Give Yourself The Gift
In Western society, as you grow up you are trained to repress your feelings. If you cry when you skin your knee, the other kids will laugh at you. If you are excited to enter womanhood with your first period, you’re a weirdo. If you help a member of the opposite sex because you feel like it’s the right thing to do, you must like that person. The taunts and name calling begins and never seems to go away. No wonder our adulthoods are so filled with repression and restraint.
The only way to be judged as a cool and attractive member of society is if it seems like nothing gets to you. Emotional men are labeled “gay” or “sensitive” and emotional women are labeled “bitchy” or “hormonal.” We are afraid that if we share our feelings that we will be ostracized from the herd. Our loved ones may abandon us and our co-workers and friends will avoid us. We are trained to bottle it all up, all of our heavy feelings, until they fade out of existence.
But that way is being constantly tested. So many emotional moments happen in our lives. From first kisses to horrible betrayals. Deaths, births, successes and failures. Our lives, our memories are full of these feelings. And yet, society often deems the sharing of these emotions as inappropriate.
I have found that learning to embrace these emotions, also known as “giving yourself the gift to feel something” can be your power that makes you a hero.
I was a very socially inept child in my youth. I was afraid of the opposite sex and the popular kids. What I did have, however, was a copious amount of empathy and a lot of heart. I really cared deeply about my friends, my parents and my peers. As I grew older, I noticed that one way to ascend the “cool person” ladder was to overflow with confidence and humor while keeping my fears, doubts, and feelings securely locked away. I forgot the old version of myself, and while I was still a little bit awkward, I was a lot more socially successful.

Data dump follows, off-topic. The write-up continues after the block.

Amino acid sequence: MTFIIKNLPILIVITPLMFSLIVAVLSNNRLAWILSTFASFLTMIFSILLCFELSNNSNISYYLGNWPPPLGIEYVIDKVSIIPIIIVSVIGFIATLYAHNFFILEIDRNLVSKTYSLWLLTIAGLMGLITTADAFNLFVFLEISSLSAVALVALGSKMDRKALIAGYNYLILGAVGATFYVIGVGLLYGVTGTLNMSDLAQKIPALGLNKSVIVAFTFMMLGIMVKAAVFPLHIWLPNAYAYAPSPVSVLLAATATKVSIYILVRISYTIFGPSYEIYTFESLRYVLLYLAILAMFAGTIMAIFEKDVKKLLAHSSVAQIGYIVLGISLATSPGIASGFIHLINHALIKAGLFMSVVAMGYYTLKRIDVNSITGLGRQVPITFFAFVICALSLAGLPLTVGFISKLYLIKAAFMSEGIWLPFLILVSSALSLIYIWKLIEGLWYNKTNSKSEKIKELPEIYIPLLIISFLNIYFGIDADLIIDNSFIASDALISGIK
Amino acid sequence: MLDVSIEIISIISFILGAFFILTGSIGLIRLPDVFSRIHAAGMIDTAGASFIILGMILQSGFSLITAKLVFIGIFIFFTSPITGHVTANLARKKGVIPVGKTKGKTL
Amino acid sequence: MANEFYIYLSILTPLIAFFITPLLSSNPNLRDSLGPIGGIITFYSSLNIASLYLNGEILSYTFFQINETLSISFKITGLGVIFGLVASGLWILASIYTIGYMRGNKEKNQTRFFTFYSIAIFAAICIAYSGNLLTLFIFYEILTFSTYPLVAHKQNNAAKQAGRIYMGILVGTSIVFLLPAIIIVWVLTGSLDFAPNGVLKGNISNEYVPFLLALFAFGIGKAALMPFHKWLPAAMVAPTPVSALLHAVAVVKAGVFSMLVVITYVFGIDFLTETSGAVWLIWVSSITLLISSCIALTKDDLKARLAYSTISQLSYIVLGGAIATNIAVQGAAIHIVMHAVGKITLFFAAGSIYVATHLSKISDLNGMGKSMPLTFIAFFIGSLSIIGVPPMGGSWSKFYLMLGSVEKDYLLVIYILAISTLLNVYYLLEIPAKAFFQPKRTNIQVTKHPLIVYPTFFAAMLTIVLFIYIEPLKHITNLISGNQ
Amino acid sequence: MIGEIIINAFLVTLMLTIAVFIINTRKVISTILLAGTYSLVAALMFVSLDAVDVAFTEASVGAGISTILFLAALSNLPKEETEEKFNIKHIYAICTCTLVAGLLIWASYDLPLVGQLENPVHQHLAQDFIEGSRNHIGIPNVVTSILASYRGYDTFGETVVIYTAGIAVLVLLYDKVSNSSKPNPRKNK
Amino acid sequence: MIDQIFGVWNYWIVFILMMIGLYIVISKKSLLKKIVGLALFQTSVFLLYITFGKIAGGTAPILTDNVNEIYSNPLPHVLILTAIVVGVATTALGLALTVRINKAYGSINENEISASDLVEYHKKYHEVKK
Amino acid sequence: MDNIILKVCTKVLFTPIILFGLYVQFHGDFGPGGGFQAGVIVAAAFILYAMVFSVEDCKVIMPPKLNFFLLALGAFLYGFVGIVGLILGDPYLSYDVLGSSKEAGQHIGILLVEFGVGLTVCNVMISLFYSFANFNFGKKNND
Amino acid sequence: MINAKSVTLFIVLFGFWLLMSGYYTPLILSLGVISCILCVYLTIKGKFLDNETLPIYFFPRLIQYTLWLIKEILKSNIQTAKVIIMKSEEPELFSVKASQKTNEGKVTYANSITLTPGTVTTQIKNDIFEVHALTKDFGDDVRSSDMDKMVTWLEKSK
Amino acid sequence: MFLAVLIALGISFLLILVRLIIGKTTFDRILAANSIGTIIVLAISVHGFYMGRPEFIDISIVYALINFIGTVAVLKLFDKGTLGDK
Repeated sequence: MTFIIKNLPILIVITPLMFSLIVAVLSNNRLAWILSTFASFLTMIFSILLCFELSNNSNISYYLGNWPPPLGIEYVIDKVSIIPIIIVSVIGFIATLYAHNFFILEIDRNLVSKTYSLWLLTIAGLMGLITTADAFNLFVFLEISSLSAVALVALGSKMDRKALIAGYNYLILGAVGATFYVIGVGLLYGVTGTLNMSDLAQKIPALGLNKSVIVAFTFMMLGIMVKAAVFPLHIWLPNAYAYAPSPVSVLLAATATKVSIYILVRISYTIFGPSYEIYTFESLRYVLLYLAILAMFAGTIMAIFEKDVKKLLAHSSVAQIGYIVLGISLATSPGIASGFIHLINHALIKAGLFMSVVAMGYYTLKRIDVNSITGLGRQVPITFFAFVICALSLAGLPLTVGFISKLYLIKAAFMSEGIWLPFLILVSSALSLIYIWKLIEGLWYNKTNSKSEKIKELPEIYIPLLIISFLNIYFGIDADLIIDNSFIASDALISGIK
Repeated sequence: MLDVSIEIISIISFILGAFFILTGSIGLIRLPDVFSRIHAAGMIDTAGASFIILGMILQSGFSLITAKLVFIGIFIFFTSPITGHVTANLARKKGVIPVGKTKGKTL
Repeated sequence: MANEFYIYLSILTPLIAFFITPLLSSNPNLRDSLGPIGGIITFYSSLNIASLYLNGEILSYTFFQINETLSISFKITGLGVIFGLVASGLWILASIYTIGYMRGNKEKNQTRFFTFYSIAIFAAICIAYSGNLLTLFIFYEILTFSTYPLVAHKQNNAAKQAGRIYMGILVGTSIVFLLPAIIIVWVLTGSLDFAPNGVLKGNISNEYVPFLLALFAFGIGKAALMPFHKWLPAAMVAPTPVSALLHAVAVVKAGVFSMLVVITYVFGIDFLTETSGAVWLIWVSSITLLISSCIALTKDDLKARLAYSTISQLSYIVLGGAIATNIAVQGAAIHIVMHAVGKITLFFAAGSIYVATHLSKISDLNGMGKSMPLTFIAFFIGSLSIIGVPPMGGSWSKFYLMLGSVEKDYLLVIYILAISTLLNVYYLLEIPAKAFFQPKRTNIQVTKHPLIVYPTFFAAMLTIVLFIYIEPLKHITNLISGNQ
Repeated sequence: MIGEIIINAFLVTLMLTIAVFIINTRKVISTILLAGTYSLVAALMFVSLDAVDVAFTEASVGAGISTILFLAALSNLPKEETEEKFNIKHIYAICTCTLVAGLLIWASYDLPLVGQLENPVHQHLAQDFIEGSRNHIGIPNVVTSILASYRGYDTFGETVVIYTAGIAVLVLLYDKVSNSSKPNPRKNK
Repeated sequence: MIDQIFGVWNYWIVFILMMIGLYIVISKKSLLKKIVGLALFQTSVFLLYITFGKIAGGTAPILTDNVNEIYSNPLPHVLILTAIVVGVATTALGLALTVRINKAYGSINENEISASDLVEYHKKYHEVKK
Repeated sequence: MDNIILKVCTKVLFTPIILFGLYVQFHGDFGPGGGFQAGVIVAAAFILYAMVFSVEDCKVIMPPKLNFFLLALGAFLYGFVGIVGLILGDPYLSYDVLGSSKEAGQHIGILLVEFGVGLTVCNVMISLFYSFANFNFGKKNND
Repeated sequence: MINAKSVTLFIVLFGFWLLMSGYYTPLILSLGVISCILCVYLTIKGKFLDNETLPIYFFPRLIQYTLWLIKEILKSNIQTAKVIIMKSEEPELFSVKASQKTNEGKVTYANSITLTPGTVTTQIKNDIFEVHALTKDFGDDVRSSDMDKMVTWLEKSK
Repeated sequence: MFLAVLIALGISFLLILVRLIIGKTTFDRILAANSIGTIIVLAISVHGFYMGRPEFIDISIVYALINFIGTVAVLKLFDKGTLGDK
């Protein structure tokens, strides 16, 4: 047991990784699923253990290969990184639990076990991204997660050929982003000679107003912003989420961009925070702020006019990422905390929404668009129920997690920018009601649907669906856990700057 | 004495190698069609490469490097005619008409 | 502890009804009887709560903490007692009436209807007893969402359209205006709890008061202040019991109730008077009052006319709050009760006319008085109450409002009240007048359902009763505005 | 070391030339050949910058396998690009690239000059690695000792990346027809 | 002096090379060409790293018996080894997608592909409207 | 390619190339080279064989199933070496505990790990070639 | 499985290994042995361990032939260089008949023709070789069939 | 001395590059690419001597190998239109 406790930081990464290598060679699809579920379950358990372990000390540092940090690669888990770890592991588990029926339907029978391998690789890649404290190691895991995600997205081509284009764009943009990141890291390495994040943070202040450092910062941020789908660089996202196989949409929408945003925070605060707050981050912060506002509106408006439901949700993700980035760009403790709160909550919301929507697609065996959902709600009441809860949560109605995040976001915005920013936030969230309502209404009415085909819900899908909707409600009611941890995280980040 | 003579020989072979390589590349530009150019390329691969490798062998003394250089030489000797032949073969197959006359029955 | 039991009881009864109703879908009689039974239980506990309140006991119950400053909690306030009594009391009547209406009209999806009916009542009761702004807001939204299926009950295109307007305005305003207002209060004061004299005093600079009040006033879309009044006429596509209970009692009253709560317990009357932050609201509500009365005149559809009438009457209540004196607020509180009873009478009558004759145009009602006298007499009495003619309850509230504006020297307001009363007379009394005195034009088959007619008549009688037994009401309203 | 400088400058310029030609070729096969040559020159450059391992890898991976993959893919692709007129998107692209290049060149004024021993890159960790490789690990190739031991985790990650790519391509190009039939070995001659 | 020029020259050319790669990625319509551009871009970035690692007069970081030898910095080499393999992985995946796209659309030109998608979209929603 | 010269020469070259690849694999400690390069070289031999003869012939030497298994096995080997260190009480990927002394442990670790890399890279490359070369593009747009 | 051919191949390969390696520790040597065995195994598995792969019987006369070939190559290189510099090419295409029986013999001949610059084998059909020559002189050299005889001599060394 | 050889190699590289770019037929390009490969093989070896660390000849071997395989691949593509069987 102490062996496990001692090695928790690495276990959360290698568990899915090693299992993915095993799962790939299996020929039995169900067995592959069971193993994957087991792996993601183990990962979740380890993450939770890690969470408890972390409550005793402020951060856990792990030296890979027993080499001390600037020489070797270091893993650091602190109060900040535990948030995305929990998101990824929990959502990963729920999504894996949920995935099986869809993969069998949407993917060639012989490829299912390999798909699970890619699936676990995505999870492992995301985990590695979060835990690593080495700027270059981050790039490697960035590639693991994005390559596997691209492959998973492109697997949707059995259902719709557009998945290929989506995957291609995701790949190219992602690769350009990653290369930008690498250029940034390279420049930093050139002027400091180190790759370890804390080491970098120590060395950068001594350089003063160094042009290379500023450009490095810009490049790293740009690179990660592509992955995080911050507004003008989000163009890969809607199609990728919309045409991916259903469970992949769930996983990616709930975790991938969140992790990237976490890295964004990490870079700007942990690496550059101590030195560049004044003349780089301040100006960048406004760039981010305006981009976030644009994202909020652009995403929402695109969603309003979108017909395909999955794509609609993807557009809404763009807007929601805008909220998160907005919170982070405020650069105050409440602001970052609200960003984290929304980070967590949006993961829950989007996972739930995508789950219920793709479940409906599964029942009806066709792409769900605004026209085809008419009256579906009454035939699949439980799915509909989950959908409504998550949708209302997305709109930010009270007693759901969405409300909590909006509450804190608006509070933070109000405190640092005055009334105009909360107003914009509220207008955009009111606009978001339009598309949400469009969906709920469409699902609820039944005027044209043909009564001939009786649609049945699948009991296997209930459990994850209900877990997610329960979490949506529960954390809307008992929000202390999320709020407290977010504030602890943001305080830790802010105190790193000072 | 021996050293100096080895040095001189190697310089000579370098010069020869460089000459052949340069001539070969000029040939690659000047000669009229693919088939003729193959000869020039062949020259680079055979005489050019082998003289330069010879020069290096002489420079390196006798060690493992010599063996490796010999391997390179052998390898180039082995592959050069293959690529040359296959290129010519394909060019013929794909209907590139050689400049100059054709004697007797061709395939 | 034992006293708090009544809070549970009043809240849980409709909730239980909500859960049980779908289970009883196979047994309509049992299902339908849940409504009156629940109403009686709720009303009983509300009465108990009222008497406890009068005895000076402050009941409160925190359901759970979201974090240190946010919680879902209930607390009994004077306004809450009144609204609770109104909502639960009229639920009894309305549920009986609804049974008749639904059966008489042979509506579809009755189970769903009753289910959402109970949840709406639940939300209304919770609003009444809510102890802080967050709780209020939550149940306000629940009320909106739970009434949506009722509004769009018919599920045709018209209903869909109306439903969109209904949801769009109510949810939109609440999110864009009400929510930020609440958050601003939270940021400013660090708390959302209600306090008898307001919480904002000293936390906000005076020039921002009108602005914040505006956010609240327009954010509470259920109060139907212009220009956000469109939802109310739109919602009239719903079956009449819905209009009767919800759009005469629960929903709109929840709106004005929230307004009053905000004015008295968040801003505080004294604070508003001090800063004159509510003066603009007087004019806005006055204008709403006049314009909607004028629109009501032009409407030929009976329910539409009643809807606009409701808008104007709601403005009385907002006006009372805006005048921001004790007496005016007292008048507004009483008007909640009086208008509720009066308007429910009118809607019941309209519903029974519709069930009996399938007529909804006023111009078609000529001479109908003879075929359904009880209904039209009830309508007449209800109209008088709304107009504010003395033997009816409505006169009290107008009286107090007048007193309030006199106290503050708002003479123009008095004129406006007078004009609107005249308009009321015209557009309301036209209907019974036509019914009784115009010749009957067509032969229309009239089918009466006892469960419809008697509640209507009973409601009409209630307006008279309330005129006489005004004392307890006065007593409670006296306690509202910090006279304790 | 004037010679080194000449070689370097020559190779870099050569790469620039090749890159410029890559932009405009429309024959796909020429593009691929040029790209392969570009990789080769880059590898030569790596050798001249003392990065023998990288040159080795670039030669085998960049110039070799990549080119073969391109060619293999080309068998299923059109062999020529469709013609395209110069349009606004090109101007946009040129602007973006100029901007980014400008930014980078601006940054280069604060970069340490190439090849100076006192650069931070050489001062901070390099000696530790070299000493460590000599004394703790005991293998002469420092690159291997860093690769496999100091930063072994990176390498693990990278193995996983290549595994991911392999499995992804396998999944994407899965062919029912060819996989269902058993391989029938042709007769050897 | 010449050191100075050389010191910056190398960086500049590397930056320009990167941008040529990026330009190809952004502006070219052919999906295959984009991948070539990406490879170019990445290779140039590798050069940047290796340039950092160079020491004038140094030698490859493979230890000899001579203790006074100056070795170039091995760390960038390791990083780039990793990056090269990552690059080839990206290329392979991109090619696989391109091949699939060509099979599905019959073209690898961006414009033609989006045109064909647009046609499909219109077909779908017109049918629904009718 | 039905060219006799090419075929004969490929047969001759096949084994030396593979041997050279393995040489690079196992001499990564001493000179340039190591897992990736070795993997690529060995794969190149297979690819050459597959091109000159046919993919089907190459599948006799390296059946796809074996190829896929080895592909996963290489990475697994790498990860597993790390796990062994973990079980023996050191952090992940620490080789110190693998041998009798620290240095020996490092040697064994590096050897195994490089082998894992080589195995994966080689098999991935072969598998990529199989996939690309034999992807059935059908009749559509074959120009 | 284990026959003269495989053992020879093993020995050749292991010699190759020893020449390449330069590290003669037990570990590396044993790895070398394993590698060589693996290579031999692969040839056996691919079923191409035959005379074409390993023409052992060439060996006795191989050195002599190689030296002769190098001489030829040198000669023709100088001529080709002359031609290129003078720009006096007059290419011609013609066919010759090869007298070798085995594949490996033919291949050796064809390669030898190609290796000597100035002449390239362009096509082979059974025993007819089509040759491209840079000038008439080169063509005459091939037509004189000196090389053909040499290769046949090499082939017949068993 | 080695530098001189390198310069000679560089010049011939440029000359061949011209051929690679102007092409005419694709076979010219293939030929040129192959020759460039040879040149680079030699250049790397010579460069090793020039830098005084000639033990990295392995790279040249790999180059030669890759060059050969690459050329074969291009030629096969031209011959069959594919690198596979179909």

And then a little old woman named Joan Darling totally screwed it all up for me :).
In a life changing acting class, we tapped into some deep, deep feelings in our brains. We didn’t try to find sad or happy moments and sentimentally recall them. We literally let our senses do the work and saw what it triggered in our brains.
She said that we should “give ourselves the gift” of actually letting our senses take over and guide us through our performances. There were some skeptics, but I wanted to give it a try. Anything to help my acting. So, I went for it full force. I did not expect what happened next.
That repressed Bryan came bubbling to the top. I became obsessed with finding as many of those locked away parts of myself as I could. I did something like, fifty to sixty scenes in two semesters. Nearly three to four times as many as most of the other students. My writing began to drastically change as well as I turned toward my own life.
It took me a few years to completely shake away the closed off version of myself. I still have a hard time remembering a good chunk of middle and high school. But every since I started opening up again, my creativity has shot through the roof.
I now believe that one of my gifts to the world is my great capacity of feeling understanding of the emotions of others. It’s not an easy gift, as a lot of people are turned off by my honesty and compassion. Most people just aren’t used to it. But that’s OK.
Really embracing your emotions can be a gift for the greater good if you are a writer. By letting yourself get in touch you can more easily understand the characters you write and the audience you write for. Nothing brings readership like an emotion that people can relate to. And if you are able to convey your feelings, I guarantee you that some of your potential readers will feel the same way.
Flip the switch. Turn the corner. Give yourself the gift! It is one surefire way to bolster both your writing and yourself. Try it. That is all I ask.
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